Oh boy. Ross Atkins gave a press conference this morning and it was followed by a lot of online anger from the Blue Jays fanbase.
I think we’ve seen this before.
On one hand, I empathize with Atkins: having gone through a heartbreaking early exit from the postseason then failing at signing Shohei Ohtani after some unexpected hype, there is little he could have said this morning that would not have infuriated fans. On the other, one would expect that a major league general manager going into his ninth season in the role would be able to find a way to communicate his thoughts without causing fury.
- After adding Isiah Kiner-Falefa and re-signing Kevin Kiermaier, the Blue Jays are still looking to add bats. How many? It could be one or two, but “it’s closer to one,” Atkins said. (So temper your expectations, fans!)
- Atkins added that the added bat will likely be an outfielder or a designated hitter. (As they currently have 12 infielders on the 40-man roster.)
- This means that Toronto may have their third base situation settled, with Kiner-Falefa, Cavan Biggio, and Santiago Espinal taking the position in 2024.
- The lacklustre bats of 2023 was believed to have been “a blip,” and Atkins is confident that they would bounce back this season.
- Ohtani’s visit to Dunedin was confirmed.
While Atkins may actually have confidence in a bounce back season for Vladimir Guerrero Jr., Alejandro Kirk, and George Springer (and a better-than-awful season for Daulton Varsho), I don’t think the fans share it. The message from this press conference—that the Blue Jays are just “closer to one” player away from their lineup—certainly doesn’t help to compel people to buy tickets that are certainly pricier than what they paid for last year.
Sure, I think Guerrero, Kirk, Springer, and Varsho will more than likely have a better 2024 than 2023, but would the magnitude of that improvement be large enough to counter and exceed the losses of Brandon Belt and Matt Chapman, the negative regression of Kiermaier and Davis Schneider? Other than poor Danny Jansen, the Blue Jays were also exceptionally healthy last season; we cannot expect the same for a second season in a row especially with Kiermaier and Springer.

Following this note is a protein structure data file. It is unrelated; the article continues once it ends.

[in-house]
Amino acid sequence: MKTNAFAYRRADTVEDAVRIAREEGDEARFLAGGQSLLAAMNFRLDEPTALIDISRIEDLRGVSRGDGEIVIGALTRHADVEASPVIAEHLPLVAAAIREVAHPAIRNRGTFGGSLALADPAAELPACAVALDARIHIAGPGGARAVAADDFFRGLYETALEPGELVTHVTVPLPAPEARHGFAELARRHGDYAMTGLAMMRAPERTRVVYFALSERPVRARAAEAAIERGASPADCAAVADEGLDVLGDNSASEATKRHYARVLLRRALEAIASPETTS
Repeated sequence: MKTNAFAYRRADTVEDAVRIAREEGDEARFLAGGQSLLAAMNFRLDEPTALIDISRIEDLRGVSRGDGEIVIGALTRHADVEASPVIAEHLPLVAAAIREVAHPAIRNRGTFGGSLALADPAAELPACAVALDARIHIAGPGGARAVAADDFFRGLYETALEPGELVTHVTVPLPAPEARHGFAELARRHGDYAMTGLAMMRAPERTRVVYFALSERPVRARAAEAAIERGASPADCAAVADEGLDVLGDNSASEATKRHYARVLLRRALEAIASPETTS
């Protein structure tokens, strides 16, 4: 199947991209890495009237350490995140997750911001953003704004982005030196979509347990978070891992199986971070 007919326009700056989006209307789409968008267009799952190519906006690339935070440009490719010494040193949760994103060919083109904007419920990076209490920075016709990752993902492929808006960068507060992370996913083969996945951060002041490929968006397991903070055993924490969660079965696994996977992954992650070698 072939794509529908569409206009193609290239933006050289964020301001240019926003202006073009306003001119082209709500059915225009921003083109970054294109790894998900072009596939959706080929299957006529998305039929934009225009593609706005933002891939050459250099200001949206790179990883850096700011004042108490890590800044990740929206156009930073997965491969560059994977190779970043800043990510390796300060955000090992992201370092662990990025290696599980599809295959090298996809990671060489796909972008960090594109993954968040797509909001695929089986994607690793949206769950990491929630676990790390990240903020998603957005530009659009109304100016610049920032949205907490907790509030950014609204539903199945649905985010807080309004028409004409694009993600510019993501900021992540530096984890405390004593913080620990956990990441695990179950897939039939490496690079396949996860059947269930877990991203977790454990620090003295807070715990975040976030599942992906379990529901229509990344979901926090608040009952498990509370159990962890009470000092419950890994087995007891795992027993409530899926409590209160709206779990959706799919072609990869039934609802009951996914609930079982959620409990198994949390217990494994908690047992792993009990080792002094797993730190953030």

Perhaps we should not take Atkins’ words at face value. Perhaps this is just posturing—the front office is, presumably, in negotiations with free agents—but I also don’t know if baseball agents take these public comments to heart. But fans do. And Toronto fans are not happy about the direction this team is going a month or so ahead of spring training.
One of the more positive bits of news from Atkins this morning was that 2015 International League Most Valuable Player and Buffalo Baseball Hall of Fame inductee Matt Hague is now an assistant hitting coach for the big league club.
Hague, 38, will be entering his fifth year with the franchise after he retired as a player in 2018. He was hired in 2019 as a pro scouting fellow with a focus in swing mechanics and later became a swing consultant for the Blue Jays player development division. He was the hitting coach with the double-A Fisher Cats in 2021 and 2022 and served in the same role with the triple-A Bisons in 2023. Hague’s specialization in swing mechanics was pivotal to the emergence of Davis Schneider in Buffalo, adding a toe tap to help him add bat speed.
Hague was drafted by the Pirates in 2008 and had a couple of cups of coffee in Pittsburgh in 2012 and 2014 and was a September call up to the Blue Jays in his 2015 MVP year.
He is also one of six Blue Jays players with surname that is the same as a capital city:
- Miguel Cairo
- Matt Hague
- Joey Hamilton
- Steve Nicosia
- Benito Santiago
- Mike Stanley
Trivia question: Can you name the countries or dependent territories whose capitals were listed in bold above?